Nearly 99 percent alike in genetic makeup, chimpanzees and humans might be even more similar were it not for what researchers call "lifestyle" changes in the 6 million years that separate us from a common ancestor. Specifically, two key differences are how humans and chimps perceive smells and what we eat.
A massive gene-comparison project involving two Cornell University scientists, and reported in the latest issue of the journal Science (Dec. 12, 2003), found these and many other differences in a search for evidence of accelerated evolution and positive selection in the genetic history of humans and chimps.
In the most comprehensive comparison to date of the genetic differences between two primates, the genomic analysts found evidence of positive selection in genes involved in olfaction, or the ability to sense and process information about odors. "Human and chimpanzee sequences are so similar, we were not sure that this kind of analysis would be informative," says evolutionary geneticist Andrew G. Clark, Cornell professor of molecular biology and genetics. "But we found hundreds of genes showing a pattern of sequence change consistent with adaptive evolution occurring in human ancestors." Those genes are involved in the sense of smell, in digestion, in long-bone growth, in hairiness and in hearing. "It is a treasure-trove of ideas to test by more careful comparison of human and chimpanzee development and physiology," Clark says.
The DNA sequencing of the chimpanzee was performed by Celera Genomics, in Rockville, Md., as part of a larger study of human variation headed by company researchers Michele Cargill and Mark Adams.
Celera generated some 18 million DNA sequence "reads," or about two-thirds as many as were required for the first sequencing of the human genome. Statistical modeling and computation was done by Clark and by Rasmus Nielsen, a Cornell assistant professor of biological statistics and computational biology. Some of the analysis, which also compared the mouse genome, used the supercomputer cluster at the Cornell Theory Center. Clark explains, "By lining up the human and chimpanzee gene sequences with those of the mouse, we thought we might be able to find genes that are evolving especially quickly in humans. In a sense, this method asks: What are the genes that make us human? Or rather, what genes were selected by natural selection to result in differences between humans and chimps?" The study started with almost 23,000 genes, but this number fell to 7,645 because of the need to be sure that the right human, chimp and mouse genes were aligned.
According to Clark, all mammals have an extensive repertoire of olfactory receptors, genes that allow specific recognition of the smell of different substances. "The signature of positive selection is very strong in both humans and chimps for tuning the sense of smell, probably because of its importance in finding food and perhaps mates," says Clark. In addition to the great departure in smell perception, differences in amino acid metabolism also seem to affect chimps' and humans' abilities to digest dietary protein and could date back to the time when early humans began eating more meat, Clark speculates. Anthropologists believe that this occurred around 2 million years ago, in concert with a major climate change.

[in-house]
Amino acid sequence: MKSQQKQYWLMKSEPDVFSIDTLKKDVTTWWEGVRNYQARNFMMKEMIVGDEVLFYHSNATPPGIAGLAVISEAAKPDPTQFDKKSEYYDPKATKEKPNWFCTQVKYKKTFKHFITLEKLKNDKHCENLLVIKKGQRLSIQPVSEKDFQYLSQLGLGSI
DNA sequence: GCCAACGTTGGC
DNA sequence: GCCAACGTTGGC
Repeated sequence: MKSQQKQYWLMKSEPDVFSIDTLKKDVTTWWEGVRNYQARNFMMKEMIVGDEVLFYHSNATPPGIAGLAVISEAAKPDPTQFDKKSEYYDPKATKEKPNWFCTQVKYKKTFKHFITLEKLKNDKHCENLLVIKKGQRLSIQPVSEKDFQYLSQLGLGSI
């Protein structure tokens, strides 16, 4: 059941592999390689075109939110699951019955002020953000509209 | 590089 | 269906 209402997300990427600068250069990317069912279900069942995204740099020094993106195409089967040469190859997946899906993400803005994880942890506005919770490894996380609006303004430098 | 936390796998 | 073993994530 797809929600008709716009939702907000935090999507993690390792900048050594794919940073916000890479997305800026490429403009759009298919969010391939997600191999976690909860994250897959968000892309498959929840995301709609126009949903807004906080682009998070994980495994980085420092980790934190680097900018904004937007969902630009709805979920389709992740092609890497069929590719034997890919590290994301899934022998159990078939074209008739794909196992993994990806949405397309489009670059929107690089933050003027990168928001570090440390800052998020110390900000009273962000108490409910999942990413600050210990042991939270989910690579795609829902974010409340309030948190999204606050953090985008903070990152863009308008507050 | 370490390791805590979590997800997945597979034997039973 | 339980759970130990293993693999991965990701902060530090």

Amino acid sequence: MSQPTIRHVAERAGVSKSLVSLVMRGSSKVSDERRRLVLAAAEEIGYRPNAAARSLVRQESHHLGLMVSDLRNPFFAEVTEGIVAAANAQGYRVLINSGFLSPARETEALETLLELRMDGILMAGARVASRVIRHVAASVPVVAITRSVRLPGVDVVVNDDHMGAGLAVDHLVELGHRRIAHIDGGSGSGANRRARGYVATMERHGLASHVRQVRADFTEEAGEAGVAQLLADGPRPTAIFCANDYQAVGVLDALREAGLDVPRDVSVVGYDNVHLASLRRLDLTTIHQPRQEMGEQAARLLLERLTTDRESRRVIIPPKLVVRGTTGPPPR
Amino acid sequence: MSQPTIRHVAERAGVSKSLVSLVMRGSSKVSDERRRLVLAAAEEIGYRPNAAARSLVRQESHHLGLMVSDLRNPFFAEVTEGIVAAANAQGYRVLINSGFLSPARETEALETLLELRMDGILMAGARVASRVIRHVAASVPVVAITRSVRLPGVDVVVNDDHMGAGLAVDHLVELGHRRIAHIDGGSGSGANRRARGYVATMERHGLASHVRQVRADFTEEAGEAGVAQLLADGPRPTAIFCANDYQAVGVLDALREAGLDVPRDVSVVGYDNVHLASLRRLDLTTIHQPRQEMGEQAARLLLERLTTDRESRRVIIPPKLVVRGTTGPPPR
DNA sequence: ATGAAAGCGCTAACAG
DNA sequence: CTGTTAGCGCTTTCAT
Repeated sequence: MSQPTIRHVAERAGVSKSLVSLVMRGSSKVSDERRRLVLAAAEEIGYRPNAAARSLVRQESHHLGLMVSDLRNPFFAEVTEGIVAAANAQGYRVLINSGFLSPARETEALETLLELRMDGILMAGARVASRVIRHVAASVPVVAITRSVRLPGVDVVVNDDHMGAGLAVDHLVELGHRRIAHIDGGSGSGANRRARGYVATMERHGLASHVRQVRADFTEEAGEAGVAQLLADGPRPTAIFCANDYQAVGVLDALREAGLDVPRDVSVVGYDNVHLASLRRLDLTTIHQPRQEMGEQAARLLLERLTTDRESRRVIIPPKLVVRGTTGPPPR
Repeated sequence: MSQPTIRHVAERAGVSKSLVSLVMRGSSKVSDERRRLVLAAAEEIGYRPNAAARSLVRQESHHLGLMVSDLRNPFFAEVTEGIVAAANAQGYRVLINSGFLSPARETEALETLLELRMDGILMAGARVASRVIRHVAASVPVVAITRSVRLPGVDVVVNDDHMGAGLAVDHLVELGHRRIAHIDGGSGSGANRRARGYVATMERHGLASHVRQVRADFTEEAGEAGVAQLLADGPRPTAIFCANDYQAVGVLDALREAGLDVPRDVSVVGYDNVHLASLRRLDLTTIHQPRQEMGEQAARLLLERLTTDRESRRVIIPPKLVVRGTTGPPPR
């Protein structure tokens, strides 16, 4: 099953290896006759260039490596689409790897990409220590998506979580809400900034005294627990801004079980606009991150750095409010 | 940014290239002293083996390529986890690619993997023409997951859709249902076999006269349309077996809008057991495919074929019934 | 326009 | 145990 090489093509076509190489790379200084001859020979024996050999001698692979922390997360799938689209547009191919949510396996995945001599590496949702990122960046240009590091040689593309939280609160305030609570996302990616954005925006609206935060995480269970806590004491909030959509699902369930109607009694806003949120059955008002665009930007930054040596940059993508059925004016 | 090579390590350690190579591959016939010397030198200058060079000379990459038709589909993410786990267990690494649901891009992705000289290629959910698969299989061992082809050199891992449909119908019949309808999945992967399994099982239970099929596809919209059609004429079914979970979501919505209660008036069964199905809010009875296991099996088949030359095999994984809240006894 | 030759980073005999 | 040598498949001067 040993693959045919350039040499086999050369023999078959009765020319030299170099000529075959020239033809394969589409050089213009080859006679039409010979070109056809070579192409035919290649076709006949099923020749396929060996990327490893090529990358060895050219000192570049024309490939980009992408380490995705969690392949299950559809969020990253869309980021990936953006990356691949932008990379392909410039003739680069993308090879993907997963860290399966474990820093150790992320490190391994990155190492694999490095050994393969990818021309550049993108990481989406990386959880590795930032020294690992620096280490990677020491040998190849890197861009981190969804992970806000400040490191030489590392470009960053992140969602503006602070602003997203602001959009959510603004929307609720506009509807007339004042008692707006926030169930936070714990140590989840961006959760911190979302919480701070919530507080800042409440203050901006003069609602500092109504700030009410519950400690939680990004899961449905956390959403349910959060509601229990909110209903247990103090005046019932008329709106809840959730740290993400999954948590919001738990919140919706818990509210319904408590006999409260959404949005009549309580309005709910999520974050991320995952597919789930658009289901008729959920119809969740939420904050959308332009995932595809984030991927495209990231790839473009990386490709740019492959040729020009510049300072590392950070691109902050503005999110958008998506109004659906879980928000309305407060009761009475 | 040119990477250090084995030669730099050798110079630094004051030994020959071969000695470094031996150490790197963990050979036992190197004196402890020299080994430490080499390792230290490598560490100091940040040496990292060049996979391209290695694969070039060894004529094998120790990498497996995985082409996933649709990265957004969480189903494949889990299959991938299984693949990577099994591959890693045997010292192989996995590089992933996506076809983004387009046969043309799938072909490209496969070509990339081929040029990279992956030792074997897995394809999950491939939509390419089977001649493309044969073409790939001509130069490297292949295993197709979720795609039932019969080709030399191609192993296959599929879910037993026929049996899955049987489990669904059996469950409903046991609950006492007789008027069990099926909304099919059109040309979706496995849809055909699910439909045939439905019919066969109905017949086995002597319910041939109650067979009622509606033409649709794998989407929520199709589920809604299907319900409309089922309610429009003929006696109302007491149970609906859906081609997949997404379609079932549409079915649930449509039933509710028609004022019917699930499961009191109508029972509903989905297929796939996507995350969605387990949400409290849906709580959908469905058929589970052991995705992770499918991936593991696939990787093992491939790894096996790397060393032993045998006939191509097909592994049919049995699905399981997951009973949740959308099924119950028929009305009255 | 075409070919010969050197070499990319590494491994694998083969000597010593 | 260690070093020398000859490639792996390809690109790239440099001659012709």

"This study also gives tantalizing clues to an even more complex difference -- the ability to speak and understand language," Clark says. "Perhaps some of the genes that enable humans to understand speech work not only in the brain, but also are involved in hearing." Evidence for this came from a particularly strong sign of selection acting on the gene that codes for an obscure protein in the tectorial membrane of the inner ear. One form of congenital deafness in humans is caused by mutations to this gene, called alpha tectorin.
Mutations in alpha tectorin result in poor frequency response of the ear, making it hard to understand speech. "It's something like replacing the soundboard of a Stradivarius violin with a piece of plywood," Clark notes. The large divergence between humans and chimps in alpha tectorin, he says, could imply that humans needed to tune the protein for specific attributes of their sense of hearing. This leads Clark to wonder whether one of the difficulties in training chimpanzees to understand human speech is that their hearing is not quite up to the task. Although studies of chimpanzee hearing have been done, detailed tests of their transient response have not been carried out.
Clark emphasizes that a study like this cannot prove that the biology of humans and chimps differ because of this or that particular gene. "But it generates many hypotheses that can be tested to yield insight into exactly why only 1 percent in DNA sequence difference makes us such different beasts," he says.
Also collaborating in the study were researchers at Applied Biosystems (Foster City, Calif.), Celera Diagnostics (Alameda, Calif.) and Case Western Reserve University in Cleveland. The Science report is titled, "Inferring non-neutral evolution from human-chimp-mouse orthologous gene trios."